Getting images pin sharp from the front of the image all the way to the back can be a very difficult thing to do before trying out a few different techniques, and something that most photographers will strive to achieve, especially landscape photographers. When printing that stunning photograph you took on your last trip, and suddenly realizing that the rocks in the foreground or the mountains in the background are not sharp will be a heart-sinking moment. It is for this reason that I wanted to start writing these photographic techniques and tips blogs to help others achieve the most out of their photography.
First and foremost you will need to be using a small aperture such as f8 or f11. This won’t ensure that your entire image is sharp, but will at least allow for most of your framed image to be in focus. However, as a smaller aperture results in a slower shutter speed (smaller hole for light to pass through), you will need to make use of a tripod to ensure that no small movement will negatively effect the quality of your image, and to not need to unnecessarily increase your ISO. Using a trigger or a 2 second timer will also greatly help to remove any possibilities of camera shake from you pressing the shutter.
Once you are setup, there are a number of techniques that can be used to ensure that your entire image is sharp, some of which require a lot more preparation and technicality compared to others. Hyperfocal distance is one of those techniques that require some more foot work, and is essentially the distance at which you need to focus your lens to ensure that everything from half of the hyperfocal distance, to infinity beyond that distance, will be considered reasonably sharp. There are formulas and apps that can be used to calculate your hyperfocal distance, and will vary between lenses as well as aperture values.
Another, simpler way of achieving a sharp image is to use the focus to infinity technique. This technique is as the name suggests, to focus your lens to the furthest point in your image and in this way you will be able to achieve a sharp image all the way from the front to the back. Now, you can just simply look through your viewfinder and leave your lens on auto focus, point towards the furthest mountain/tree/building etc and allow the camera to focus, but I don’t believe that this will always achieve the best focus. The safest way to achieve this would be to switch your camera to live view mode and to use the magnifier as shown below. Switching your lens to manual focus will then allow you to more accurately fine tune your focusing to the furthest point until sharp. Using the magnifier will ensure that you can get as close as possible to that infinity point, without actually changing your zoom distance. Zooming into the furthest point to achieve this goal more easily and focusing to infinity, and then zooming back out for your composition will change your focal point and therefore should NOT be done in this manner.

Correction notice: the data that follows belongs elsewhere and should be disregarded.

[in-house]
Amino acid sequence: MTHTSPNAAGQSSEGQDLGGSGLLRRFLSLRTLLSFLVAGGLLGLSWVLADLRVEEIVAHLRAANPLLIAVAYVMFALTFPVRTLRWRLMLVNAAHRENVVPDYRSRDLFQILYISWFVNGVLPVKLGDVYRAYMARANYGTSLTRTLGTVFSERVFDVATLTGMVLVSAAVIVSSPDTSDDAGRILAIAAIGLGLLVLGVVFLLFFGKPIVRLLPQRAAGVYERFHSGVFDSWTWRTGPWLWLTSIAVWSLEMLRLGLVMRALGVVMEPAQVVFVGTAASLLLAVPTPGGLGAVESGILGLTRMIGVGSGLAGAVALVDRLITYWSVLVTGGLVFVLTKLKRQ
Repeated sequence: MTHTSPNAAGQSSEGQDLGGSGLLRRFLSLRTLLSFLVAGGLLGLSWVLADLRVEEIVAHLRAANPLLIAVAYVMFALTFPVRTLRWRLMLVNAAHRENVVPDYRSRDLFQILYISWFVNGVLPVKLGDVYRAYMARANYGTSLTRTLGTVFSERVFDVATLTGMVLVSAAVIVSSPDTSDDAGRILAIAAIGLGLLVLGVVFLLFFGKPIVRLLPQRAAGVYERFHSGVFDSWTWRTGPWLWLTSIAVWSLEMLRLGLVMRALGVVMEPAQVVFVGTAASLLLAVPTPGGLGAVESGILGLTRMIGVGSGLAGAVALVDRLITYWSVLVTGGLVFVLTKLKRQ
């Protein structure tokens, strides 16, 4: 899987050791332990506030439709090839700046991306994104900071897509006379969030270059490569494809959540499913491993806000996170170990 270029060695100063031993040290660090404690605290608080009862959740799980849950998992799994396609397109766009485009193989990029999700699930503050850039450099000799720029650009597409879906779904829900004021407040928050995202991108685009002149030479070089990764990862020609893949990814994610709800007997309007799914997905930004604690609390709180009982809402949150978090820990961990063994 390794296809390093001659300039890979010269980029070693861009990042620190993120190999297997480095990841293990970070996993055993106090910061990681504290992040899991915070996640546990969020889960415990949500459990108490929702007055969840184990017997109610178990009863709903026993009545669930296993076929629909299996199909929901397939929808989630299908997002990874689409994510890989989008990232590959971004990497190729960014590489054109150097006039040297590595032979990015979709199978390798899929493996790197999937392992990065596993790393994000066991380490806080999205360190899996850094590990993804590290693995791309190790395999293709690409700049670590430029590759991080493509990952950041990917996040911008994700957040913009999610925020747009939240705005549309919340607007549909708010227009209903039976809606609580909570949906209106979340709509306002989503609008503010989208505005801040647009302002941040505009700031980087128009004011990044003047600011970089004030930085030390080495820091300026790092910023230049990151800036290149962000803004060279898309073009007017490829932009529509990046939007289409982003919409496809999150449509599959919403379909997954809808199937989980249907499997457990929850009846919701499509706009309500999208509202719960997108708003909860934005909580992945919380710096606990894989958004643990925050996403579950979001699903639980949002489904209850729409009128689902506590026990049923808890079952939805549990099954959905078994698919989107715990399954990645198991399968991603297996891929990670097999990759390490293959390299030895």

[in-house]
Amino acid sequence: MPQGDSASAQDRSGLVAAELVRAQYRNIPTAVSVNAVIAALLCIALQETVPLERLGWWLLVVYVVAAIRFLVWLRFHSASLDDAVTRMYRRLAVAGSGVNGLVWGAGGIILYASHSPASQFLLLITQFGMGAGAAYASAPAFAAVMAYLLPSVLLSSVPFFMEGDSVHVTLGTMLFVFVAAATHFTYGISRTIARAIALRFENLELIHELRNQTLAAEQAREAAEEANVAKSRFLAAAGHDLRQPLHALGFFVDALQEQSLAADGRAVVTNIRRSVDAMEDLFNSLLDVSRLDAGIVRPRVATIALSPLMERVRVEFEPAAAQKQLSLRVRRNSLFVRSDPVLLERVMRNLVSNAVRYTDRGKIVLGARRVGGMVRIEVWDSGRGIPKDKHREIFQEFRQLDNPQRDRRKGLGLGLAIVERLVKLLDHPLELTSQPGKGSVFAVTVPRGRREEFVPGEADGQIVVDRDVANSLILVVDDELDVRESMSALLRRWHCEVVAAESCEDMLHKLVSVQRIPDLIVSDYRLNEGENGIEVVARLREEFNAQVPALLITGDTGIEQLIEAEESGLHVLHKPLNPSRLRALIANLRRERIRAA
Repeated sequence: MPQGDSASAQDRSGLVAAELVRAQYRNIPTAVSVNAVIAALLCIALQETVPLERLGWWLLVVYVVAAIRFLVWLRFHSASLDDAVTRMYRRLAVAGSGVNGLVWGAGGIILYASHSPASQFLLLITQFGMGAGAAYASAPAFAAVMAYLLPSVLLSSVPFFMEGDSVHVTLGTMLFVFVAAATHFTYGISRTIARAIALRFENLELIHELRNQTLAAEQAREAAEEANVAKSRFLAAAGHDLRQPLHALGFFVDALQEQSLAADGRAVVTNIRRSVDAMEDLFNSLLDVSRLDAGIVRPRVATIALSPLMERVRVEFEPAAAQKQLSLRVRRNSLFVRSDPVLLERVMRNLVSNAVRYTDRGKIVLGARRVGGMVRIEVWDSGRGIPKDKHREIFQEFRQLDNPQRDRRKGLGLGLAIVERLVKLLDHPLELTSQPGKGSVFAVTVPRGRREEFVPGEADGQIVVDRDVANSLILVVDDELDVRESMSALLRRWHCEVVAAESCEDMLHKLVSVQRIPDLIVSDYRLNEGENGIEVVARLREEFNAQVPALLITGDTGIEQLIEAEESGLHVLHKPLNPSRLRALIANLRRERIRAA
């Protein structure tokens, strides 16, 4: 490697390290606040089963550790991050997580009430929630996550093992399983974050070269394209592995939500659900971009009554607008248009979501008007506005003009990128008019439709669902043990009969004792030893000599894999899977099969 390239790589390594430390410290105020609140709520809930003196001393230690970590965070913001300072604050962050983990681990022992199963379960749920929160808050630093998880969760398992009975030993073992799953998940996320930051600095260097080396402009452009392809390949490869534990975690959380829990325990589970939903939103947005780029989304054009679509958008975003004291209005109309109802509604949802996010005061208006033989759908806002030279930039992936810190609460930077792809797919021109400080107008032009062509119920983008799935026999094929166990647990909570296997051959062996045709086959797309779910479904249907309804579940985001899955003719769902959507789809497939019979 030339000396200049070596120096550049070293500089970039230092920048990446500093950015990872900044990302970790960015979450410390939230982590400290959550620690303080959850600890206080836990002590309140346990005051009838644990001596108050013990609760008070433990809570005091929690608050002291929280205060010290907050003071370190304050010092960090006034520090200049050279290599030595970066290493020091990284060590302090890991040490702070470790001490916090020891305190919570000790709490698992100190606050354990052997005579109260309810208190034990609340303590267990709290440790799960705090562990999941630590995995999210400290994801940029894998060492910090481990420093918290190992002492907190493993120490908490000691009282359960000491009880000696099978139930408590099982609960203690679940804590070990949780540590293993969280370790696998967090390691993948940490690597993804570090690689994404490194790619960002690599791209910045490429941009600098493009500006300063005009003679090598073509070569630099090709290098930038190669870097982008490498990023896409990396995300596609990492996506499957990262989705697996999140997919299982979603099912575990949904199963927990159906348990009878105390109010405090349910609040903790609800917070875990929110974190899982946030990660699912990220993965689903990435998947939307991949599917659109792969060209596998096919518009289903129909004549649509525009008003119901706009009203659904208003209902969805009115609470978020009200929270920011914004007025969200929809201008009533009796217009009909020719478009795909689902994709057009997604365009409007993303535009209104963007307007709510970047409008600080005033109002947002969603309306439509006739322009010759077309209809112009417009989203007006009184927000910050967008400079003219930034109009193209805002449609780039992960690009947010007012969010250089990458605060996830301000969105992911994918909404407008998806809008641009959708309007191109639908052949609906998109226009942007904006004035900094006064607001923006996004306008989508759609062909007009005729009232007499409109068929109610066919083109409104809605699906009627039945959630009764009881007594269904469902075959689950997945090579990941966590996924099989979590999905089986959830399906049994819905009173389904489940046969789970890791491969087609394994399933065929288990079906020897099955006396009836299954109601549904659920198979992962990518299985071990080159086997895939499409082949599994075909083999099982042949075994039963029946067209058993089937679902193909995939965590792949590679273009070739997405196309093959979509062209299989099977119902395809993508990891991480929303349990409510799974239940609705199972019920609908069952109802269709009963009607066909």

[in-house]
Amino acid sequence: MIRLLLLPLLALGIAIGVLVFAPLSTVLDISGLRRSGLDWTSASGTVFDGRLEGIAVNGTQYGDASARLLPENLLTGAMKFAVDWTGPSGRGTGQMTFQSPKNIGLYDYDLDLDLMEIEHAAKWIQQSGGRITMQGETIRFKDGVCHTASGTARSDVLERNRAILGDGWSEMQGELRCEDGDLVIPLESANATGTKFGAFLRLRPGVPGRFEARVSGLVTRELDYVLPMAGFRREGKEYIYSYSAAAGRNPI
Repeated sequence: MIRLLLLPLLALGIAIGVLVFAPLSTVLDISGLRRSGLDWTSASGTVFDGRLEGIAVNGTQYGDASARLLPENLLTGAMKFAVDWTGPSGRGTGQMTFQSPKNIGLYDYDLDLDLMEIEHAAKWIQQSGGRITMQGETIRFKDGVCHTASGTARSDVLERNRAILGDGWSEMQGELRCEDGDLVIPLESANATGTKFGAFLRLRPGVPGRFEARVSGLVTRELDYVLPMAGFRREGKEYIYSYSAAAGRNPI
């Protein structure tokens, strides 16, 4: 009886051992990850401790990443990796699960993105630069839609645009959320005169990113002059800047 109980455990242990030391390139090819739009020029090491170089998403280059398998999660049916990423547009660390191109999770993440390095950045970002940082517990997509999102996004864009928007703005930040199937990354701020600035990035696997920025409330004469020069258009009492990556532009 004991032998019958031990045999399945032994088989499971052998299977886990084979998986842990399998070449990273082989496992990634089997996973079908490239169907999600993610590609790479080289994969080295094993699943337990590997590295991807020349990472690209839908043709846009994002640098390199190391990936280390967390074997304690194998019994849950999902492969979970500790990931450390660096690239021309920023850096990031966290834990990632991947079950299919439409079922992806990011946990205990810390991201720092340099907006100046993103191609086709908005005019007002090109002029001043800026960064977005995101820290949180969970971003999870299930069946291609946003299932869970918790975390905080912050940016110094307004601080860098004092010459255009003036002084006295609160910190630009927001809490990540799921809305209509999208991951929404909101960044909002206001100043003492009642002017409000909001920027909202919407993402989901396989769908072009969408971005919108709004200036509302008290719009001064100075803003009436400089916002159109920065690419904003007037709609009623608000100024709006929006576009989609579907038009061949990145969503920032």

As shown above, on the back of your camera, press the ‘START/STOP’ button while the camera is in photo mode (switch upright). This will activate the live view mode whereby you can see on the LCD screen what you would see through the view finder. Once you have this view you can press the magnification button on the left hand side of the back of your camera. This preview is of the Canon 7D mkii and may vary depending on the make and model of camera you use.

Doing so will allow you to zoom in on your frame without having to zoom your lens and alter your focal point. Pressing this button more than once will allow you to zoom even further. Once you are zoomed in on your furthest subject, you can use manual focusing on your lens to ensure that that furthest point is in focus. you can then press the magnification button again to zoom back out, or exit live view mode and take your image to review. Below are a couple of landscape photographs that I had taken in this manner.

Thanks for reading!

Regards,

Carel